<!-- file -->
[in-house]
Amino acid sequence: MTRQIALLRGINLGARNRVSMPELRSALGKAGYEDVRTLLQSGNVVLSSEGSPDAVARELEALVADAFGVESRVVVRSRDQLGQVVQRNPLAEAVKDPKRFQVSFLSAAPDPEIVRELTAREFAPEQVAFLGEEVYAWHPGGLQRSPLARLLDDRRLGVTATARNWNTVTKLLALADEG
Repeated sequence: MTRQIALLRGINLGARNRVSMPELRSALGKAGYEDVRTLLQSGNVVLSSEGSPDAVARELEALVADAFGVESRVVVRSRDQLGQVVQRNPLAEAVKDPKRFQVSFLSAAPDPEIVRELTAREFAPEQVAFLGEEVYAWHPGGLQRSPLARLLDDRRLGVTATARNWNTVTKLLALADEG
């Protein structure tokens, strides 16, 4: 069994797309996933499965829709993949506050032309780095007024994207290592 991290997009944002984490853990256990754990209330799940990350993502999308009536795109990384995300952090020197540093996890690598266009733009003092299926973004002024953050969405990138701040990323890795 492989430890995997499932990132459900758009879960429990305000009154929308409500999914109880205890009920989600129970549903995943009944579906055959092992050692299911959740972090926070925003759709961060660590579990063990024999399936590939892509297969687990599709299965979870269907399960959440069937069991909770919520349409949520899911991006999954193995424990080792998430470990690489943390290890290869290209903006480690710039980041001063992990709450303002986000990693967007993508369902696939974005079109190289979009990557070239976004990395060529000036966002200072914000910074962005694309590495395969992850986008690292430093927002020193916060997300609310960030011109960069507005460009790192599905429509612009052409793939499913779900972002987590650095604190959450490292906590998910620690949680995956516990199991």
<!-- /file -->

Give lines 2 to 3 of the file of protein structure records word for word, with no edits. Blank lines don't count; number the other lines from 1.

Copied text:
Amino acid sequence: MTRQIALLRGINLGARNRVSMPELRSALGKAGYEDVRTLLQSGNVVLSSEGSPDAVARELEALVADAFGVESRVVVRSRDQLGQVVQRNPLAEAVKDPKRFQVSFLSAAPDPEIVRELTAREFAPEQVAFLGEEVYAWHPGGLQRSPLARLLDDRRLGVTATARNWNTVTKLLALADEG
Repeated sequence: MTRQIALLRGINLGARNRVSMPELRSALGKAGYEDVRTLLQSGNVVLSSEGSPDAVARELEALVADAFGVESRVVVRSRDQLGQVVQRNPLAEAVKDPKRFQVSFLSAAPDPEIVRELTAREFAPEQVAFLGEEVYAWHPGGLQRSPLARLLDDRRLGVTATARNWNTVTKLLALADEG